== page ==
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TIGHT LINES: How to avoid wars with urban raccoons
Don Moyer mug

Raccoons are particularly adept at surviving in an urban environment.

They delight is dining on cat food that city dwellers leave out for their cats. Once upon a time I used to feed my cats on an old table out in my garage. The cats always seemed to be undernourished and begging for more.

Then late one evening I let my dog out in the garage and before I knew it he was hot on the trail of a large economy-sized raccoon that had been raiding the cat’s food dish. Then a raccoon decided to disembowel my cat, and I had to take the poor kitty to the vet to be put down.

From that point on it was war on the raccoons.

I got a large wire mesh live trap and baited it with cat food. It wasn’t long before I had a very upset raccoon in my trap. I transported the rascal several miles away and released him in the riparian woods along the Stanislaus River.  

Over a period of about six months I caught four more raccoons in my garage. One day I was discussing the raccoon invasion with our local Game Warden Dan Lehman, who suggested that as long as I continued feeding my cats outdoors the local raccoons were going to help themselves to the cat food and maybe kill any cat that tried to stop them.

It was then that I began to feed the darned cats indoors, and I thought I had the problem was solved. 

Guess what? If you have a vegetable garden, your friendly neighborhood raccoons think you are a godsend. They love tomatoes, squash, corn and beans. It’s mighty decent of you to grow those veggies for them. Of course, if you have a large dog that tends to reduce the raccoon depredations on your veggies.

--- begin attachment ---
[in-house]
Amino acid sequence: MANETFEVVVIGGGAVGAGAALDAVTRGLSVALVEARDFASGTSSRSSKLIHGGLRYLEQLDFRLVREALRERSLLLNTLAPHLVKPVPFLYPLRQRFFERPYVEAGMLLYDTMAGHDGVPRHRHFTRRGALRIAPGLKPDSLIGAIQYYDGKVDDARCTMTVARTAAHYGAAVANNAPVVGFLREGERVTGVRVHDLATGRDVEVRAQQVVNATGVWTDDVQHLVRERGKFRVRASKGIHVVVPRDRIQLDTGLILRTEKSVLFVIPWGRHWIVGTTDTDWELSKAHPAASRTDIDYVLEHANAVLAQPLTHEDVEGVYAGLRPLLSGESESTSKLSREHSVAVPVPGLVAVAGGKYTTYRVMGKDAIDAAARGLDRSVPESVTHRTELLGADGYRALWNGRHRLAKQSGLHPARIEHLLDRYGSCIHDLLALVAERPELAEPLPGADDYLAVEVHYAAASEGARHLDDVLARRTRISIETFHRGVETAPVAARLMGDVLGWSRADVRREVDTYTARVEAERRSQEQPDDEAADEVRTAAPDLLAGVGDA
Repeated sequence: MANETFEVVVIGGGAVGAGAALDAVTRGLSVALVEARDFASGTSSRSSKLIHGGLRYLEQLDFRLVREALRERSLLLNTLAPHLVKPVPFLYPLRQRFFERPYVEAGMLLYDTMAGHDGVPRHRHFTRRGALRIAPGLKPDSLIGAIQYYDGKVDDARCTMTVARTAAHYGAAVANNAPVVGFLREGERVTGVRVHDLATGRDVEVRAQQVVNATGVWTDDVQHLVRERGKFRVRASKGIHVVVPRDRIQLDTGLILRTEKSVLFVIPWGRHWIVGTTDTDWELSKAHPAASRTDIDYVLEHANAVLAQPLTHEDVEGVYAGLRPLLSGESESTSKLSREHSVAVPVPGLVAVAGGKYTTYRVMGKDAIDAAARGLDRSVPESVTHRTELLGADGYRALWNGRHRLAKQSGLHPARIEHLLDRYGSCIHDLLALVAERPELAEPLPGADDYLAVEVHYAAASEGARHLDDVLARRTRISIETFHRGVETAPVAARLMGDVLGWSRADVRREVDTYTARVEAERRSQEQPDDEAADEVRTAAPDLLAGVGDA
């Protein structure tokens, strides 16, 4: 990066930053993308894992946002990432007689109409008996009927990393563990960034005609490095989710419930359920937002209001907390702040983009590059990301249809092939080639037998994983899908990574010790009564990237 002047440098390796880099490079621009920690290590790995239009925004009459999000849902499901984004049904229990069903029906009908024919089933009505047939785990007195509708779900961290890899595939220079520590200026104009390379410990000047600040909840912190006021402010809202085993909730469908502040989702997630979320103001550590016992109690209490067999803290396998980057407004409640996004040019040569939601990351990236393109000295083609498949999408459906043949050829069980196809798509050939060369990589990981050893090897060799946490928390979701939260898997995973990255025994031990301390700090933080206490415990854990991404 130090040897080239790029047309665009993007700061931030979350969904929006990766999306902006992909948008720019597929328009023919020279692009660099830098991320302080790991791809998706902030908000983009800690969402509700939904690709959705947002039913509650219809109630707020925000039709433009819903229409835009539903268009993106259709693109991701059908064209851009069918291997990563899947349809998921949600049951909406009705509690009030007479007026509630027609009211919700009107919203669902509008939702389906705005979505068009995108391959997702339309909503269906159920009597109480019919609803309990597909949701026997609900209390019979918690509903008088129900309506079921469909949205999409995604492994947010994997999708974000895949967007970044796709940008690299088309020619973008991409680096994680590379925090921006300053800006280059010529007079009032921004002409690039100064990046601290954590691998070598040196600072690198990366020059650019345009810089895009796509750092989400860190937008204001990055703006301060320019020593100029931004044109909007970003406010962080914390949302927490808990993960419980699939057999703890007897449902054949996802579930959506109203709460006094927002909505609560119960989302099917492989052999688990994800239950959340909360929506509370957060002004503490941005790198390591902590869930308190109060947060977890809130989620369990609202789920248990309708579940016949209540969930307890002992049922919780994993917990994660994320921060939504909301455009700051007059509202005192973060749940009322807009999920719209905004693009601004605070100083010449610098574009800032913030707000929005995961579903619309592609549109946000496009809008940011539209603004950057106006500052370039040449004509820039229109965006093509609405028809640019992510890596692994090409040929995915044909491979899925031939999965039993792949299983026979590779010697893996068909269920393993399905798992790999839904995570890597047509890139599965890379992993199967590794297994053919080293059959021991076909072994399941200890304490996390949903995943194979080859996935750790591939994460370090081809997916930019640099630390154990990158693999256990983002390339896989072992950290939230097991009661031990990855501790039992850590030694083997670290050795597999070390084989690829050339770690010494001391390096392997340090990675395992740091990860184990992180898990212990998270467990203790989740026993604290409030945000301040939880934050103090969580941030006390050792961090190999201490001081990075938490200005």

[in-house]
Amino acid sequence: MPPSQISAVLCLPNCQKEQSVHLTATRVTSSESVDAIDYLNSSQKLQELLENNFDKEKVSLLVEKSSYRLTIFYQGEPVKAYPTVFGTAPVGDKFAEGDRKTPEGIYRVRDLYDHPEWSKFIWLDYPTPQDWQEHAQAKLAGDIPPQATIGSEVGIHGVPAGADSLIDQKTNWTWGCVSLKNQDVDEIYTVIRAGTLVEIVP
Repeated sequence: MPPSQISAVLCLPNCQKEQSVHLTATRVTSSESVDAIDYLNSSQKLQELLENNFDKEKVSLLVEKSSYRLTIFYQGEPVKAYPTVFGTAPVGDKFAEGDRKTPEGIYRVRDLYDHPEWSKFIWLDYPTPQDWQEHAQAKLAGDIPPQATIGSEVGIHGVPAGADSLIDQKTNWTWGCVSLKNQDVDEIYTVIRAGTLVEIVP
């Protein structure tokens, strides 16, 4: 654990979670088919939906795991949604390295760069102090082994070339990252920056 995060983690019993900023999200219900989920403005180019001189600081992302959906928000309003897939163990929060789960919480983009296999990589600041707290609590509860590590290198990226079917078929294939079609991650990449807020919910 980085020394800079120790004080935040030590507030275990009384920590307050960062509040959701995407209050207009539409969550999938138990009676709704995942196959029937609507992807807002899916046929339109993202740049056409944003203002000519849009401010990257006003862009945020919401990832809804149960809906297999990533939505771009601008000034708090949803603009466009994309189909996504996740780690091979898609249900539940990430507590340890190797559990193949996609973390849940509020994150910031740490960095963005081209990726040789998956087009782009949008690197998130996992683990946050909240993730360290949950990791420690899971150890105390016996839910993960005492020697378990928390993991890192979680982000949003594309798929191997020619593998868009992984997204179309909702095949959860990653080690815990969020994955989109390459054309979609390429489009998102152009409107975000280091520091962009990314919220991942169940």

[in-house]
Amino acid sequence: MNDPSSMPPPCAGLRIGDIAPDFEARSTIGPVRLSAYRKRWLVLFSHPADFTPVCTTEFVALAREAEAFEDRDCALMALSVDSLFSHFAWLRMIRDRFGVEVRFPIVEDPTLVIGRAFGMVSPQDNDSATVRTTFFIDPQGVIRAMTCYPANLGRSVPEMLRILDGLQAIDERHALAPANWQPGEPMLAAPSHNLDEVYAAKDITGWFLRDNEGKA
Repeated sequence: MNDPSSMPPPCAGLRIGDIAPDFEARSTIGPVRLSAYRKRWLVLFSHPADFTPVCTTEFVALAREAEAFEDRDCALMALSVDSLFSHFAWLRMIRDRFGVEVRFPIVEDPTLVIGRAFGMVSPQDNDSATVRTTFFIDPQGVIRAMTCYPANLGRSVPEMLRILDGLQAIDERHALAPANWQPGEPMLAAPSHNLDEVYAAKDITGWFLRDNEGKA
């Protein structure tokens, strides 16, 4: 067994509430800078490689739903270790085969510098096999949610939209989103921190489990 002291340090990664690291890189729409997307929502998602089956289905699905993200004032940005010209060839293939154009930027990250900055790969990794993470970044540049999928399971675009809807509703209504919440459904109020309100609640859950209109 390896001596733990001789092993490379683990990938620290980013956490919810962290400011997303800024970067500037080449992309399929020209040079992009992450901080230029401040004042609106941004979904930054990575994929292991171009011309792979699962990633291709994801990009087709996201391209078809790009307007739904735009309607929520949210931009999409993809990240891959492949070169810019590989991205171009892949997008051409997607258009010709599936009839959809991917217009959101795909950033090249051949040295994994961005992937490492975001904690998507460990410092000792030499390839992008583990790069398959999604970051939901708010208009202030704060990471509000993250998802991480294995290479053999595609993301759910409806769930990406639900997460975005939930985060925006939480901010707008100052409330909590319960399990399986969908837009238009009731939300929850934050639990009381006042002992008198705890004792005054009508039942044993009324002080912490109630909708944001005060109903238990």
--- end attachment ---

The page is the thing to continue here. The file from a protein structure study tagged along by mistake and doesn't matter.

My friend, Dr Jack Hall of Ripon, has been feeding the wild feral cats in his neighborhood, and until recently they were getting along fine. Then those nasty old critters entered the picture and began tearing up the cats in fighting over the food Jack left out.

Jack has a soft spot in his heart for a particular feral cat he has dubbed “Segundo.” Segundo has been losing weight and getting all torn up in the fights with raccoons.  I loaned Jack my live trap to see if that would solve the problem. Sure enough on his second night baiting the trap, Jack caught a big fat raccoon.

The next day Jack took the raccoon out to the large wildlife preserve area located off of Paradise Road west of Modesto and released him. A few days later, Jack caught another raccoon on his back patio and he too joined his buddy at the nature preserve.

As I said before, raccoons are very adaptable and will take advantage of almost any source of free food. To avoid having your own war with raccoons, I strongly advise that you feed your pets indoors and not invite problems.  It will save you a world of grief.


Until Next Week,

Tight Lines